History of Montana

Native Indian Tribe

Names of the Montana Indian Tribes

Montana is a state of the northwest United States bordering on Canada. There are many famous Native American tribes who played a part in the history of the state and whose tribal territories and homelands are located in the present day state of Montana.

The names of the Montana tribes included the Arapaho, Arikara, Assiniboine, Atsina, Bannock, Cheyenne, Chippewa, Cree, Crow, Dakota, Hidatsa, Kalispel, Kiowa, Kutenai, Mandan, Nez Perce, Piegan, Salish (Flathead), Tunahe and the Spokan.

Fast Facts about the History of Montana Indians
The climate, land, history, environment and natural resources that were available to the indigenous Indian tribes in Montana resulted in the adoption of the Woodland culture but some tribes also adopted the Great Plains and Plateau cultures.

  • Name of State: Montana
  • Meaning of State name: Derivation of the Latin word "montaanus" which means mountainous
  • Geography, Environment and Characteristics of the State of Montana: Rocky Mountains and great plains.
  • Culture adopted by Montana Indians: Woodland culture but some tribes also adopted the Great Plains culture. In Western Montana some Indians adopted the Plateau Culture
  • Languages: Athabaskan, Algonquian, Siouan, Caddoan and Uto-Aztecan
  • Way of Life (Lifestyle): Hunters and Fishers
  • Types of housing, homes or shelters: Pit houses, tepees, tule-mat lodges

History Timeline of the Montana Indians

  • 10,000 B.C. : Paleo-Indian Era (Stone Age culture) the earliest human inhabitants of America who lived in caves and were Nomadic hunters of large game including the Great Mammoth and giant bison
  • 7000 BC: Archaic Period in which people built basic shelters and made stone weapons and stone tools
  • 1000 AD: Woodland Period including the Hopewell cultures established along rivers in the Northeastern and Midwestern United States which included trade exchange systems and burial systems
  • 1000: Mississippian Culture established. This was the last of the mound-building cultures of North America in Midwestern, Eastern, and Southeastern United States
  • 1775: 1775 - 1783 - The American Revolution.
  • 1776: July 4, 1776 - United States Declaration of Independence
  • 1803: The United States bought the Louisiana Territory from France for 15 million dollars for the land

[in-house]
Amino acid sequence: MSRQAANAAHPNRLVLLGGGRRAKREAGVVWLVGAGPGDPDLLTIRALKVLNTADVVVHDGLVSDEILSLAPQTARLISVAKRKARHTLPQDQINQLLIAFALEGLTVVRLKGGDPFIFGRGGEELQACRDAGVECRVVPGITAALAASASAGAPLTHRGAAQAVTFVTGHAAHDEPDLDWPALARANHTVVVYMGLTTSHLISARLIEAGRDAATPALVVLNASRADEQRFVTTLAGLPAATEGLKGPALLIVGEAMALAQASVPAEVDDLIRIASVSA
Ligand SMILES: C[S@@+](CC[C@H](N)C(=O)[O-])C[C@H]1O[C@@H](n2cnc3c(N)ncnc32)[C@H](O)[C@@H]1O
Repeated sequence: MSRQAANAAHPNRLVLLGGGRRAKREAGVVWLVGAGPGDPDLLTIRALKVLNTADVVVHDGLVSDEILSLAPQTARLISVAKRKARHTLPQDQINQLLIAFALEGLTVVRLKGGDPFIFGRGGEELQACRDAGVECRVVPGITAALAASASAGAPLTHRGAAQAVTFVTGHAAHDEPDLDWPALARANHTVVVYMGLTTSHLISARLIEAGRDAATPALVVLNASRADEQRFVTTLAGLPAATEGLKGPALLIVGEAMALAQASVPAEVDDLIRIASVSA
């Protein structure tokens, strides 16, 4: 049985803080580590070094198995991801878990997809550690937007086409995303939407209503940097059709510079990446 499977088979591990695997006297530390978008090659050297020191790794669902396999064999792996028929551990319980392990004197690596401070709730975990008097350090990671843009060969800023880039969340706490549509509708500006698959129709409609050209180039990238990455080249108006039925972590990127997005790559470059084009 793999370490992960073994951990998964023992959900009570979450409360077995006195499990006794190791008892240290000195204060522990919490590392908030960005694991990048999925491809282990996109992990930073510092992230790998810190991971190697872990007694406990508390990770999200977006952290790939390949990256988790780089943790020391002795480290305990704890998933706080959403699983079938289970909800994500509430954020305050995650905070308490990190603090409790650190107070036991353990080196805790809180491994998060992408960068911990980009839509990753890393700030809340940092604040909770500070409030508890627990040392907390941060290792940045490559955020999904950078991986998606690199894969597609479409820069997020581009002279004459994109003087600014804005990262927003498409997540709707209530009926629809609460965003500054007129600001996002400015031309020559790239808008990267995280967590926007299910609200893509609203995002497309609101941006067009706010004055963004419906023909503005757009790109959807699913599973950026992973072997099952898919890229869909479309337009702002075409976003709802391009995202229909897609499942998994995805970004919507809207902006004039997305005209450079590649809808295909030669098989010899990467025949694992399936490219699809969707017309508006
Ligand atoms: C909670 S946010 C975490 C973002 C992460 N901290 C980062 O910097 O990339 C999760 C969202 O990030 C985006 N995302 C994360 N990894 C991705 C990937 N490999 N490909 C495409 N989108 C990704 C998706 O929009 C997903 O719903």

• 1805: Choctaw and northern (Chickasaw and Cherokee) Indian cessions open up land to white settlement during 1805 - 1806
  • 1805: Lewis and Clark explore Montana 1805-1806
  • 1812: 1812 - 1815: The War of 1812 between U.S. and Great Britain, ended in a stalemate but confirmed America's Independence
  • 1830: Indian Removal Act
  • 1832: Department of Indian Affairs established
  • 1835: Creek Alabama Uprising (18351837) in Alabama and Georgia along the Chattahoochee River which resulted in a defeat for the Creek forces and the removal of the Creek people from their native lands to the Indian Territory in present-day Oklahoma see the Trail of Tears.
  • 1861: 1861 - 1865: The American Civil War.
  • 1862: U.S. Congress passes Homestead Act opening the Great Plains to settlers
  • 1865: The surrender of Robert E. Lee on April 9 1865 signalled the end of the Confederacy
  • 1867: Hayfield Fight (1867) 31 US soldiers and civilians fought against more than 700 Sioux and Cheyenne warriors
  • 1876: Great Sioux War (18761877). Battle of the Rosebud in Montana. Lakota Sioux and Cheyenne under Crazy Horse turned back soldiers commanded by General George Crook cutting off reinforcements intended to aid Custer at the Battle of Little Bighorn
  • 1876: 1876 - Battle of Little Bighorn, Montana. Sioux and Cheyenne defeated General Custer and the Seventh Cavalry.
  • 1877: Nez Perce War in Oregon, Montana and Idaho. After fighting against the Americans Chief Joseph led his tribe 1700 miles to Canada but were forced to to surrender near the border
  • 1887: Dawes General Allotment Act passed by Congress leads to the break up of the large Indian Reservations and the sale of Indian lands to white settlers
  • 1889: Montana was admitted to the Union
  • 1969: All Indians declared citizens of U.S.
  • 1979: American Indian Religious Freedom Act was passed
Crazy Horse
Battle of Little Bighorn
Chief Joseph

History of Montana Indians - Destruction and Decline
The history of the European invasion brought epidemic diseases such as tuberculosis, cholera, influenza, measles and smallpox. The Native Indians of Montana had not developed immunities against these diseases resulting in huge losses in population. Exploitation including the leverage of taxes, enforced labor and enslavement were part of their history, taking their toll on the Montana Indians.

History of Native Americans
Native Indian Tribes Index

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Updated 2018-01-01

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